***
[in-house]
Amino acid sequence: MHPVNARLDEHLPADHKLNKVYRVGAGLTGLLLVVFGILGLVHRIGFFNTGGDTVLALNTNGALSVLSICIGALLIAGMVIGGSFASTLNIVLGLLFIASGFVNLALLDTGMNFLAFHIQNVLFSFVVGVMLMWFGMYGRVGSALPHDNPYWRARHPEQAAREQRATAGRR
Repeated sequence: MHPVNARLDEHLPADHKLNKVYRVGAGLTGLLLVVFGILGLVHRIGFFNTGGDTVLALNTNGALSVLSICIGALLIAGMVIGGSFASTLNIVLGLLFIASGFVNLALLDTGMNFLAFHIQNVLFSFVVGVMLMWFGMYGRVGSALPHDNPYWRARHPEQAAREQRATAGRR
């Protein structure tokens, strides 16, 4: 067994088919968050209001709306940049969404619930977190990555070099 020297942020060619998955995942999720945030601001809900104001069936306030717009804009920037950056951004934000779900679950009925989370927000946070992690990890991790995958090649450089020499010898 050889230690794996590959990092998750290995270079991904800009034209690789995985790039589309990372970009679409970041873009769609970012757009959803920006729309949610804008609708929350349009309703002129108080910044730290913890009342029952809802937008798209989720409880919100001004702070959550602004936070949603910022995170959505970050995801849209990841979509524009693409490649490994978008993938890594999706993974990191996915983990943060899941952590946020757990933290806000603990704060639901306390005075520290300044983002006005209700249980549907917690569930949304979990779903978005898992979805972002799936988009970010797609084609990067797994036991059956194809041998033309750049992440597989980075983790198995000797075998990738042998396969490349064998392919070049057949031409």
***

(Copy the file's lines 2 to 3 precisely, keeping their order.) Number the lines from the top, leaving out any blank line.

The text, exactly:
Amino acid sequence: MHPVNARLDEHLPADHKLNKVYRVGAGLTGLLLVVFGILGLVHRIGFFNTGGDTVLALNTNGALSVLSICIGALLIAGMVIGGSFASTLNIVLGLLFIASGFVNLALLDTGMNFLAFHIQNVLFSFVVGVMLMWFGMYGRVGSALPHDNPYWRARHPEQAAREQRATAGRR
Repeated sequence: MHPVNARLDEHLPADHKLNKVYRVGAGLTGLLLVVFGILGLVHRIGFFNTGGDTVLALNTNGALSVLSICIGALLIAGMVIGGSFASTLNIVLGLLFIASGFVNLALLDTGMNFLAFHIQNVLFSFVVGVMLMWFGMYGRVGSALPHDNPYWRARHPEQAAREQRATAGRR